In the case of Apple vs Android I'd say Apple is doing pretty good and are arguably doing substantially better than Google in spite of not having followed this strategy themselves.
The difference is that most of Apple's complements are B2B suppliers and so are rather invisible to the general public, while many of Google's complements were formerly consumer-visible markets. So it's much more obvious when Google turns the web browser or ISP market into a commodity than when Apple turns the electronic supplier marketplace into a commodity.
If anything, Microsoft would have won over OEMs and been where Android is.
Or maybe a different company, like if Amazon didn't fail with Fire Phone. Perhaps that entity could have been more forgiving since they're not as aggressive with the same set of productivity services. But in general Google has lost that moat for the rest of the mobile era. At best they can hope for is a partnership.
Actually, imagine now homegrown Alternate-Android competitor that was based in China. Google would be cut from that too.
When I sold my 3-yr old iPhone, which cost around $700 new, I got well over $200 for it. The net cost was under $500. Android phones might be cheaper, but you can't really sell them when you're done with them because there's always newer Android phones that are also inexpensive.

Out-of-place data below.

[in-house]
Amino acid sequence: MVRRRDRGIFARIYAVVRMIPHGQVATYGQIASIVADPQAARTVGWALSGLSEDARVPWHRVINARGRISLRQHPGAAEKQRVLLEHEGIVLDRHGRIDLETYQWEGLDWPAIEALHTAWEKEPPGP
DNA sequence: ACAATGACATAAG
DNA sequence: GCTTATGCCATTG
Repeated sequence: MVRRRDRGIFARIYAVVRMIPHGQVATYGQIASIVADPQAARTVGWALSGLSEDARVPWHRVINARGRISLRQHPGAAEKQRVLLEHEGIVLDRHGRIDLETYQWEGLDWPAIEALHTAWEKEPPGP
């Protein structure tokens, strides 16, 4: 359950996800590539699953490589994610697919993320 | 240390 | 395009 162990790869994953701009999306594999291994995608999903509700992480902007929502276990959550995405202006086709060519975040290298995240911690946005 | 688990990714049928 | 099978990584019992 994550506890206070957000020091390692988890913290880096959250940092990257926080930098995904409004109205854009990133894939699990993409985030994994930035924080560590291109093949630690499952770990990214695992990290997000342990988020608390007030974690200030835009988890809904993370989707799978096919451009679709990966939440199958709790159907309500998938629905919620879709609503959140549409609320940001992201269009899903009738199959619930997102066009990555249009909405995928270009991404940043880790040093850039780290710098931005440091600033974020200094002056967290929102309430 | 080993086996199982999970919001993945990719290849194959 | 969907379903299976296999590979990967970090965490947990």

The same effect happens with Apple's desktops and laptops...by not offering a bargain basement tier, they foster a thriving resale market that's reliable enough that you can factor it into the price when buying a new device. Apple is essentially charging for both the primary sale and the secondary sale up front. Once you account for that, a lot of the difference in price between them and their competition goes away.
At $200, the 1-2 generations behind used iPhone is very competitive with the slower, cheaper Android phones that you can buy new.
The phones you're comparing the iPhone to are second-tier phones. But, as I said in my original comment, second-tier iPhones are resale, not new.
For instance, my son has one of these and it's a perfectly capable device.